Catenary Wires: Birling Gap  CD / LP   (Shelflife Records)

Release date: June 18, 2021

Bio: Indie pop comes of age.

The Catenary Wires feature Amelia Fletcher and Rob Pursey, once of Heavenly and Talulah Gosh. These early bands, once denigrated for being ‘fey’ or ’twee’: the wrong kind of female, have been re-evaluated in recent years. Their songs, apparently sweet and fizzy, were always smarter and darker than they seemed, while the band were radically independent, and an influential part of the movement that became riot grrrl.

In the Catenary Wires, Amelia and Rob are still in love with making pop songs with complex messages. This, their third, album is full of melody, and rich with backing vocal harmonies – but now the tunes are vehicles for startlingly honest adult concerns: the fractured relationships, anxieties, passions and politics of people who live on an island that’s turning in on itself. The Catenary Wires know that pop music is just as good at conveying dark, difficult emotions as it is at celebrating teenage love. The Go-Betweens and XTC proved that, and this record has comparable ambitions.

Birling Gap is a significant place. On the South Coast of England, it’s where steep chalk cliffs resist the rough seas of the English Channel. It’s where iconic images of England are created and re-created. A landscape beloved of patriots – the sturdy white cliffs standing proud and strong against the waves. It’s also a place where people, despondent and doomed, have thrown themselves off the cliffs. It’s where The Cure shot the Just Like Heaven video. It’s where romantic lovers go for passionate storm-tossed assignations. It’s where Shakespeare sent King Lear, blind and abandoned, hell-bent on self-destruction.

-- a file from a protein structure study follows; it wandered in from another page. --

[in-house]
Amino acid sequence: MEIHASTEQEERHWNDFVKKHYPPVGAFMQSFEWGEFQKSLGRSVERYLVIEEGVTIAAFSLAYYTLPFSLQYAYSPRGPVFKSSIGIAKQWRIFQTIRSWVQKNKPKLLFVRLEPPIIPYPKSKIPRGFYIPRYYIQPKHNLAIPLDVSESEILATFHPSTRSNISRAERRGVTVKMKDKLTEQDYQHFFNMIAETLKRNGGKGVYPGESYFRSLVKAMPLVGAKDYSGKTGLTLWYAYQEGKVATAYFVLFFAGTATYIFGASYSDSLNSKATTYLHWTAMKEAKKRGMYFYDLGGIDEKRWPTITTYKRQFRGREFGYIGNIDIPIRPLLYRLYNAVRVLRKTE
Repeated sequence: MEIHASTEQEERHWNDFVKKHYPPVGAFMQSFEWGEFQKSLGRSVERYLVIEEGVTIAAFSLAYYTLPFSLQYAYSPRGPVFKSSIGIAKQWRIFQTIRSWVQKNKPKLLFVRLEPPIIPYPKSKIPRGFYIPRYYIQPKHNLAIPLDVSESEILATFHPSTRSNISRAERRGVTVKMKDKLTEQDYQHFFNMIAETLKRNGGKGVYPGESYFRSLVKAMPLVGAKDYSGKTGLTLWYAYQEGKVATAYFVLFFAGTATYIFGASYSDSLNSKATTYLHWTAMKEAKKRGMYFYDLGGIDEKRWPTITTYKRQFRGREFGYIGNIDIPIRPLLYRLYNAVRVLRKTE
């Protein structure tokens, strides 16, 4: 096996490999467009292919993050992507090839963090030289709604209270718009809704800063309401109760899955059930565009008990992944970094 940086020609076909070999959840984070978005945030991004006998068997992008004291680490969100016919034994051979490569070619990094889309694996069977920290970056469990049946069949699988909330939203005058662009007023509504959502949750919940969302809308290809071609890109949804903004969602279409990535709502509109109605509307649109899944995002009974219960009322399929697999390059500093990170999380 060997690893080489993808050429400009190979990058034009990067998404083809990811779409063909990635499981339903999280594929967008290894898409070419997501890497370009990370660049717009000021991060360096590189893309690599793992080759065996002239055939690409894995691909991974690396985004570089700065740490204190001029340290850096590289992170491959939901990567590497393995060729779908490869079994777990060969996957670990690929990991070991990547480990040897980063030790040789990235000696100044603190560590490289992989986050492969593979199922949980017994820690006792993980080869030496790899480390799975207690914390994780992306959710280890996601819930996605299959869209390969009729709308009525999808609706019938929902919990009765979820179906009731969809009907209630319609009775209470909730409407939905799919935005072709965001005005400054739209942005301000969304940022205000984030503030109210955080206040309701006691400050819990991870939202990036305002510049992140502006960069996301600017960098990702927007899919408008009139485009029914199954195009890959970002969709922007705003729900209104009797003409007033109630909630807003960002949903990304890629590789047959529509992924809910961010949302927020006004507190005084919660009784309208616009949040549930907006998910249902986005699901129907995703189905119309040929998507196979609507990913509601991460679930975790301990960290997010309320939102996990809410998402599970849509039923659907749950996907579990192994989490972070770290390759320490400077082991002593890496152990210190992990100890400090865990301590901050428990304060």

The album depicts England, not just in its lyrics, but in its music. The Catenary Wires have listened to the songs and stories England has comforted itself with over the decades, and re-imagined them. Canterbury Lanes presents a duetting couple, old now and worn down, but still aspiring to put their band back together, hoping to rekindle the idealistic flames of the 1970s. (The arrangement hints at the acoustic guitars and harmonies of those long-lost Canterbury Scene bands.) Mirrorball, fizzy with syn-drums and Casio, presents another couple – middle-aged and unattached, who find unexpected love at a retro 80s disco. Lost in the maelstrom of 80s commercial pop, they find that, for the first time in their lives, those hackneyed expressions of love and desire actually do make emotional sense. In the 70s-flavoured pop of Always on my Mind love appears again, almost by surprise, conjured up by an old photo in a pile of memorabilia.

Cinematic, filled with murky, fuzzy guitar, is about the hostile environment England creates for unwanted outsiders. Three-Wheeled Car is about a nostalgic old couple, gazing across the waves at Birling Gap, feeling smug about their Englishness. It makes oblique reference to the Kinks – probably the greatest pop chroniclers of English life – but also wonders if those once radical songs are just part of the nostalgia industry now. Maybe that’s it? Maybe England is at the end of the road. The old couple in Three-Wheeled Car certainly are.

The last two songs on the album, Like the Rain, and The Overview Effect, are anxious love songs, set in a fragile world. Those white chalk cliffs at Birling Gap are, in reality, eroding very rapidly. They are emblematic of a proud, self-regarding nation, but they also represent impermanence, erosion and environmental change... which takes us back to the opening track. Face on the Rail Line is a love song set in the now, but shot through with the anxiety and paranoia that we all feel, living at a time when we are constantly in contact, but rarely communicate the truth.

The Catenary Wires are a five-piece band. The other members have an impressive musical pedigree of their own. Fay Hallam was in Makin’ Time, and now releases records in her own name. She is seen by many as the best Hammond organist of her generation. Andy Lewis played bass in the Weller Band for many years, and has more recently worked with Louis Phillippe and Judy Dyble. Ian Button played in Thrashing Doves and Death in Vegas. These talented musicians elevate the songs, taking the arrangements onto another level.

The proud DIY spirit of indie music is still very much alive in the Catenary Wires. The album is produced by band member Andy Lewis. Rob and Amelia make their own videos on zero budgets. They’ve created a venue in a barn in the middle of nowhere in Kent. And now they have started their own record label, Skep Wax. The label has already released indie hit records by Swansea Sound (which Rob, Amelia and Ian are also involved in).